AUSTIN, Texas - Agriculture Commissioner Susan Combs has officially declared seven Boll Weevil Eradication Zones “suppressed.” The zones comprise 59 counties and more than 4 million acres in the Panhandle and western parts of the state.
The suppressed Boll Weevil Eradication Zones are Southern High Plains Caprock around Lubbock; Northern High Plains around Plainview; Western High Plains around Seminole; Permian Basin around Midland-Odessa; Northern Rolling Plains around Childress; Northwest Plains around Hereford; and El Paso/Trans-Pecos around El Paso.
“Suppressed” means that less than 0.025 boll weevils were found per trap per week during the cotton-growing season.
“This is a great milestone in Texas’ fight against boll weevils, a destructive pest that has plagued our state’s cotton industry for more than a century,” Combs said. “The determination and hard work of cotton growers in each zone, the Texas Legislature and the Texas Boll Weevil Eradication Foundation helped us reach this goal.
“Boll weevils cause more than $200 million in crop losses and crop protection treatment costs in Texas every year, so obviously our ultimate goal is to completely eradicate this pest in Texas. Today, we are much closer to that day,” Combs said.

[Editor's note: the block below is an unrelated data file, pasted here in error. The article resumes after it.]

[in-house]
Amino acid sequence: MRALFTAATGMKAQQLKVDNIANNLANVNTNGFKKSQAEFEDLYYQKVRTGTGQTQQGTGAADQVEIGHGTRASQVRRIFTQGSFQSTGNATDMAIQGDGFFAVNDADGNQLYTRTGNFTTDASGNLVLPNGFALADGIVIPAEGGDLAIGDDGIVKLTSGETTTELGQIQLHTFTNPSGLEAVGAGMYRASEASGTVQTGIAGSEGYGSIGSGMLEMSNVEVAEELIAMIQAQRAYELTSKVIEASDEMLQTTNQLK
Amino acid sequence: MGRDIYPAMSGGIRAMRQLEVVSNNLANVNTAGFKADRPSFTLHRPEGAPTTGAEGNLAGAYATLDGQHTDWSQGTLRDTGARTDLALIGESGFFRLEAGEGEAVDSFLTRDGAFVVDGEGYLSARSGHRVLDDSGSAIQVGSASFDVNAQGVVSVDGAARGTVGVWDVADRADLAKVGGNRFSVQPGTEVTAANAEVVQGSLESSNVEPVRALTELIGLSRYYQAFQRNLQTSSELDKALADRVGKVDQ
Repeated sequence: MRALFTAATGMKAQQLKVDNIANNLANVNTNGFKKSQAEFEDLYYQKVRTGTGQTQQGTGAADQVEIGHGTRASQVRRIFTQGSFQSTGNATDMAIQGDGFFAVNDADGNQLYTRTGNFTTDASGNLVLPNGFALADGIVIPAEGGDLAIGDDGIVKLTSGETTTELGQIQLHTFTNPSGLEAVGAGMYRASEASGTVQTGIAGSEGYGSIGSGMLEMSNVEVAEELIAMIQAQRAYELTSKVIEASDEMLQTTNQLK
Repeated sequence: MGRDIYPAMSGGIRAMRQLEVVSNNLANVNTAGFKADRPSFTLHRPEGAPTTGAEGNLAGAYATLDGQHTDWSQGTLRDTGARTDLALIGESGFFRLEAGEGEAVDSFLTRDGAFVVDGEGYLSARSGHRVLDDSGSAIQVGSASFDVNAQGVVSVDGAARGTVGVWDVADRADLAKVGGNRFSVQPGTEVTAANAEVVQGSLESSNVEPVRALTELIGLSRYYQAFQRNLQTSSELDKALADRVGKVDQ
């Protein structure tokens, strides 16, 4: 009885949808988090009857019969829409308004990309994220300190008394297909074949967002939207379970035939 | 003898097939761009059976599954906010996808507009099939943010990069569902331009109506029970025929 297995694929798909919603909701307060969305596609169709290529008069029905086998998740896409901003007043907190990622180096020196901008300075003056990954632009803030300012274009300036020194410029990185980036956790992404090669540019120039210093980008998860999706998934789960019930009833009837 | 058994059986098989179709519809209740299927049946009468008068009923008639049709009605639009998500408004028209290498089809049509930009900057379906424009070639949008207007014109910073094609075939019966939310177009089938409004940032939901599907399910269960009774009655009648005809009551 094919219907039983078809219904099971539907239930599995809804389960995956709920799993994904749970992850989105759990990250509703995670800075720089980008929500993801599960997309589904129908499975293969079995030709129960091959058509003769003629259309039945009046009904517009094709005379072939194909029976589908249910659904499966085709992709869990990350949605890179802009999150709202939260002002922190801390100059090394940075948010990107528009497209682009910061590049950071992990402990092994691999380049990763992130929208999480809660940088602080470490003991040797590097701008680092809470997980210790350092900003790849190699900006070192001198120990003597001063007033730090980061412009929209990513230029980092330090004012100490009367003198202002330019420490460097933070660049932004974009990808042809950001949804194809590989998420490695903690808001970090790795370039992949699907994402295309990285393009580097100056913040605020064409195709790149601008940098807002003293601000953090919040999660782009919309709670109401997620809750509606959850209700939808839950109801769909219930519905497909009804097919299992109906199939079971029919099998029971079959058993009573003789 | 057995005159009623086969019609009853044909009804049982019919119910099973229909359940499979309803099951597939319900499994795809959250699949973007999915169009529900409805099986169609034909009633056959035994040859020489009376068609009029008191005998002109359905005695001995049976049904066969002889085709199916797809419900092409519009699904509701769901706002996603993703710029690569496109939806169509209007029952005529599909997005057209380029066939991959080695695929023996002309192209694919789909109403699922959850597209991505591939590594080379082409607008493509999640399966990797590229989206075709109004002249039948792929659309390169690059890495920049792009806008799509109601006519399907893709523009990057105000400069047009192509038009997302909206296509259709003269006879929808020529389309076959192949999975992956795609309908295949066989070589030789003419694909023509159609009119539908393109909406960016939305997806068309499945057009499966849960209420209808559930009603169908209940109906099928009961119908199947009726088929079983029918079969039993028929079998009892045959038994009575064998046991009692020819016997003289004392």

“It is indeed a proud moment for our producers when we can claim a region is nearing a weevil-free status,” said Sen. Robert Duncan from Lubbock. “This spirit of hard work and cooperation for a common goal is commendable, and I hope it will continue as we face other challenges in rural Texas.”
The seven “suppressed” zones join two Texas zones that have been declared weevil free. The Southern Rolling Plains Zone around San Angelo was declared weevil free in 2000 and the Rolling Plains Central Zone around Abilene in 2002.
The state’s current boll weevil eradication program was signed into law in 1997. There are currently 12 active boll weevil eradication zones in Texas covering more than 6 million acres.